Pan: the Greek God of the countryside, shepherds, and rustic music
In Greek mythology, Pan is the goat-legged god who is most famous for being in charge of the wild, shepherds, flocks and rustic music. Also known for being a lover of women, especially nymphs, he is one of the few Greek gods with a very peculiar depiction and origin story.
In many of the myths about Pan, he is represented as a kind-hearted companion of the desolate as well as people in grief who wander the countryside searching for meaning or purpose. This can be seen in the myth involving Pan and the likes of Princess Psyche and the goddess Demeter. This character trait perhaps its roots in his origin story.
In the article below, World History Edu explores the birth story, symbols, powers and abilities of Pan.
What is Pan the god of in Greek mythology and religion?
Pan is the god of the wild, nature, countryside, and music, particularly rustic music. He is also the god of pastures and shepherds. As we shall see below, he was a very important deity among rustic tribes in ancient Greece. His presence is said to have been felt in every aspect of the lives of people living in the countryside.
Powers and abilities
One of the most known ability of Pan is his speed. This Greek god most likely got this ability of his from his father, Hermes. Like his father, Pan could shuttle between earth and Mount Olympus at neck-breaking speed without breaking a sweat. And typical of many Olympian gods, Pan also possessed enormous amount of strength.
Pan also possessed the ability to comfort people in distress. He may have appeared a bit frightening on first appearance, but that does not take anything away from him when it came to being there for the people he encountered wandering in the wild.
He is also known for having a great sense of humor. Come to think of it, no one can say that his entire physical appearance isn’t funny.
How important was Pan in the Greek pantheon?
To the folks in the countryside of ancient Greece, Pan was an important deity who symbolized togetherness, happiness, and merrymaking. It was believed that Pan’s presence could be felt in all things in countryside. As a matter of fact the word “pan” in Greek evokes the meaning of “all”. So be it from one’s sexual life to one’s daily job of tending to the flock in the sheep, Pan’s presence was always felt by ancient Greeks who had an admiration for the rustic lifestyle.
It is certainly strange that Pan was seen as minor god, considering just how many interesting stories there are about him in Greek mythology. Perhaps the reason for this is due to the bias nature we as a society tend to look at people who live in the countryside.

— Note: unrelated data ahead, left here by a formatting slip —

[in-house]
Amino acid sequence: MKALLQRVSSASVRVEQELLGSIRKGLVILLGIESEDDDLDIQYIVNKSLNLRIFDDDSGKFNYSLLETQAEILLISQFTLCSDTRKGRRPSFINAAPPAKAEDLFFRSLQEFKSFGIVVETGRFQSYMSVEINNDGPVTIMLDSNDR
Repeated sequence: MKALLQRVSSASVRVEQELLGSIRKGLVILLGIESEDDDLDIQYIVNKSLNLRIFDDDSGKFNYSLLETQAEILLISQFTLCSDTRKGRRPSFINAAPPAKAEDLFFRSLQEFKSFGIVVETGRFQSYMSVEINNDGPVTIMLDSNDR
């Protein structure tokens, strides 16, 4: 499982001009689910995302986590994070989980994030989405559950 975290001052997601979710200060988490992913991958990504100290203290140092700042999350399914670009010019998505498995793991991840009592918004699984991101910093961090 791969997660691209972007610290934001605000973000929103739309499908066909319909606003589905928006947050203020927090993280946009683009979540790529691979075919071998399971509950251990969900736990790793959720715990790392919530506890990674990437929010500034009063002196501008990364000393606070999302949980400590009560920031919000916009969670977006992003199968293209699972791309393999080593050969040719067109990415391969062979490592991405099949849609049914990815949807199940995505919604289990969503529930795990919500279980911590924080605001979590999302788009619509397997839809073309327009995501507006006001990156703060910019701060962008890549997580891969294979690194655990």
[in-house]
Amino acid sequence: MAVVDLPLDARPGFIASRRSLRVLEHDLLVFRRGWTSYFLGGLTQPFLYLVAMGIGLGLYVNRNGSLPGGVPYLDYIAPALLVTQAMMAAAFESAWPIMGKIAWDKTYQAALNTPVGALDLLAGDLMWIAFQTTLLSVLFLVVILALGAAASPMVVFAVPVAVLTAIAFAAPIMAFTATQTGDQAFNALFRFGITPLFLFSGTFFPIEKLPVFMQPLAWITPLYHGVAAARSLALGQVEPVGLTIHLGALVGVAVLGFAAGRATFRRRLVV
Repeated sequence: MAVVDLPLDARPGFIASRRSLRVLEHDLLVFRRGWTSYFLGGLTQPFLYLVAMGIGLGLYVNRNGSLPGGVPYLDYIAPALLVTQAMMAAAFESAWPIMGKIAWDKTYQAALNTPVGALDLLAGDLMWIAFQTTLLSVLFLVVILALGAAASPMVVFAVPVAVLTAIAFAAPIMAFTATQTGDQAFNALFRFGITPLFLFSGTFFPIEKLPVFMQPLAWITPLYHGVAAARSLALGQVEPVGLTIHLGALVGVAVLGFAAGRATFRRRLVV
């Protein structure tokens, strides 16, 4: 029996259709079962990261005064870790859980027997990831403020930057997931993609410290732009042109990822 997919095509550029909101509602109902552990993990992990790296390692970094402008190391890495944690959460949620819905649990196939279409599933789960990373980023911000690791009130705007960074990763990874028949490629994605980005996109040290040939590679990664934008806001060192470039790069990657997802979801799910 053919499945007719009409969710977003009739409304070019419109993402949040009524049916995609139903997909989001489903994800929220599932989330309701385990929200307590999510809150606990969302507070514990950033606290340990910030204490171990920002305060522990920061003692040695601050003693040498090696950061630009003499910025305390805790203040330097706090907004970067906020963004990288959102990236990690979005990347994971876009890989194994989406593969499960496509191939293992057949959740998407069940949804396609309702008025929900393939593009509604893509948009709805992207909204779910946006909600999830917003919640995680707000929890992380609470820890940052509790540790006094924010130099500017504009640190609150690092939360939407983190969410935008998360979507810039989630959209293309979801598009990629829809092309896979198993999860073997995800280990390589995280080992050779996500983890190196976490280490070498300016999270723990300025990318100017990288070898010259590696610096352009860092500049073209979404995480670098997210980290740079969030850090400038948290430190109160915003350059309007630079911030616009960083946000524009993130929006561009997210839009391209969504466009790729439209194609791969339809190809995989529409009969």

Many mythographers and scholars alike note that Pan’s origin story goes really far back into the ancient world, perhaps long before the emergence of the worship of Olympian deities like Zeus and Hermes. This makes a lot of sense because the ancient world always had a fascination with nature and the spirits that they believed resided in those wild places. They would often incorporate human traits with the animals of the wild in describing the spirits and deities of the wild. Pan was an example of such deities who later made his way into ancient Greek religion and mythology.
In order to fit into the more civilized pantheon of Greek gods, Pan had to undergo a slight change while still maintaining some of his wild character traits and depiction. This explains why he often appears a tat bit wilder than his fellow Greek gods.
Birth and family
The commonly held believe in ancient Greek religion and mythology is that Pan is the son of the Greek god Hermes. Known as the youngest of the Twelve Olympians, Hermes is the messenger of the gods whose role includes being the god of traders, thieves, orators, and travelers. Hermes is also praised for being the deity who invented the musical instrument, the lyre. Therefore it comes as no surprise that he is often associated with not just Pan, but also music and art deity like Apollo.
If Hermes is the father of Pan, then Pan’s siblings are Hermaphroditus, Evander, Eudoros, Autolycus, among others.
There is not much detail about who Pan’s mother was. The general consensus is that Pan’s mother was a nymph, perhaps one of the three thousand nymphs born to Titans Oceanus and Tethys. In some accounts, Pan’s mother is either Dryope or Penelope.
Family Tree of the Greek God Pan
Through his father Hermes’ line, Pan is the great great grandson of Clymene – a nymph, wife of Titan of Iapetus, and daughter of Oceanus and Tethys.
Pan’s place of residence
In the myths, Pan resides in Arcadia, a mountainous area in central Greece that is known for being the home of many Greek nymphs, shepherds, and other creatures.
It’s believed that he spends most of his time in the wild and countryside, as he prefers being around nature and not in the regal environment of Mount Olympus. In this sense, he is almost similar to Greek goddess Artemis (known to the Romans as Diana), the deity of the hunt and the moon.
Character traits of Pan
Much of his playful and crafty traits came from his father, Hermes, the trickster god in Greek mythology. Pan is therefore cheerful and fun to be around. In the myths, he is described as deity who is full of sexual energy and desire. He often goes about meeting those needs of his in a playful and sometimes cunning manner.
Unlike his mother who was horrified at his birth, Pan’s father Hermes took a lot of pride in Pan. His sharp-bearded chin, hairy legs and cloven hooves did not frighten neither Hermes nor the Olympians. In the myths, the gods were pleased with Pan’s character and his ability to bring joy and laughter to Olympus. Other things that make Pan endearing to the gods were his love of music and unbridled appreciation of beauty, nature and sexual lust.